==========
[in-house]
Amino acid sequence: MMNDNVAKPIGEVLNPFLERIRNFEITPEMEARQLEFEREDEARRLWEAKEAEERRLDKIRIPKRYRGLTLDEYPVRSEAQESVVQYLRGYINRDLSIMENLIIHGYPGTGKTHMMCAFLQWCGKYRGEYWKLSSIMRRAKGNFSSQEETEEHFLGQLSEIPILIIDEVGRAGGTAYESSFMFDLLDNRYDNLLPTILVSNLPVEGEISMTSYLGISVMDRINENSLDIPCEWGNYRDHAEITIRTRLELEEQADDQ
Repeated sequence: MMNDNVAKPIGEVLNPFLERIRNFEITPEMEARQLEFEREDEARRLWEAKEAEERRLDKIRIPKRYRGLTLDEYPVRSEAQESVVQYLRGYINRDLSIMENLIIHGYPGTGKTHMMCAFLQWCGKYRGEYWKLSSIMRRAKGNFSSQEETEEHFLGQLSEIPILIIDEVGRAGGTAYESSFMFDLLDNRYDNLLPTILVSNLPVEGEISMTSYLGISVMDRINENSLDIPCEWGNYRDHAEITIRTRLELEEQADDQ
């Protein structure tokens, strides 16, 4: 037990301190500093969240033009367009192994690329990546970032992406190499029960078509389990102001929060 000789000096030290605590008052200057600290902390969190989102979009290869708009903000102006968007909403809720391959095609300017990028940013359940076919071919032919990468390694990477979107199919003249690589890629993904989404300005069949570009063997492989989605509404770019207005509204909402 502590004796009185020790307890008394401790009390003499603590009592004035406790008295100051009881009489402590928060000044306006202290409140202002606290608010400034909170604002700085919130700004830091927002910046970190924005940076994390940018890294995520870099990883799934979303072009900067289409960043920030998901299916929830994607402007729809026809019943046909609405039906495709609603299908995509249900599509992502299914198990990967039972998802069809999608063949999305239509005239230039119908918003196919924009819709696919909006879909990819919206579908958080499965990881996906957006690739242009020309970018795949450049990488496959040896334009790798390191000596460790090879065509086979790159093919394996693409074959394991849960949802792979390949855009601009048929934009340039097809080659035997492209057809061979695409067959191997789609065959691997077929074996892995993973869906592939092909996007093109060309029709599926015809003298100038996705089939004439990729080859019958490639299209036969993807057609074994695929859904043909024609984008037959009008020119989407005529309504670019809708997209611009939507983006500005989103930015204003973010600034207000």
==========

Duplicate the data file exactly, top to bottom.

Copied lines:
[in-house]
Amino acid sequence: MMNDNVAKPIGEVLNPFLERIRNFEITPEMEARQLEFEREDEARRLWEAKEAEERRLDKIRIPKRYRGLTLDEYPVRSEAQESVVQYLRGYINRDLSIMENLIIHGYPGTGKTHMMCAFLQWCGKYRGEYWKLSSIMRRAKGNFSSQEETEEHFLGQLSEIPILIIDEVGRAGGTAYESSFMFDLLDNRYDNLLPTILVSNLPVEGEISMTSYLGISVMDRINENSLDIPCEWGNYRDHAEITIRTRLELEEQADDQ
Repeated sequence: MMNDNVAKPIGEVLNPFLERIRNFEITPEMEARQLEFEREDEARRLWEAKEAEERRLDKIRIPKRYRGLTLDEYPVRSEAQESVVQYLRGYINRDLSIMENLIIHGYPGTGKTHMMCAFLQWCGKYRGEYWKLSSIMRRAKGNFSSQEETEEHFLGQLSEIPILIIDEVGRAGGTAYESSFMFDLLDNRYDNLLPTILVSNLPVEGEISMTSYLGISVMDRINENSLDIPCEWGNYRDHAEITIRTRLELEEQADDQ
């Protein structure tokens, strides 16, 4: 037990301190500093969240033009367009192994690329990546970032992406190499029960078509389990102001929060 000789000096030290605590008052200057600290902390969190989102979009290869708009903000102006968007909403809720391959095609300017990028940013359940076919071919032919990468390694990477979107199919003249690589890629993904989404300005069949570009063997492989989605509404770019207005509204909402 502590004796009185020790307890008394401790009390003499603590009592004035406790008295100051009881009489402590928060000044306006202290409140202002606290608010400034909170604002700085919130700004830091927002910046970190924005940076994390940018890294995520870099990883799934979303072009900067289409960043920030998901299916929830994607402007729809026809019943046909609405039906495709609603299908995509249900599509992502299914198990990967039972998802069809999608063949999305239509005239230039119908918003196919924009819709696919909006879909990819919206579908958080499965990881996906957006690739242009020309970018795949450049990488496959040896334009790798390191000596460790090879065509086979790159093919394996693409074959394991849960949802792979390949855009601009048929934009340039097809080659035997492209057809061979695409067959191997789609065959691997077929074996892995993973869906592939092909996007093109060309029709599926015809003298100038996705089939004439990729080859019958490639299209036969993807057609074994695929859904043909024609984008037959009008020119989407005529309504670019809708997209611009939507983006500005989103930015204003973010600034207000």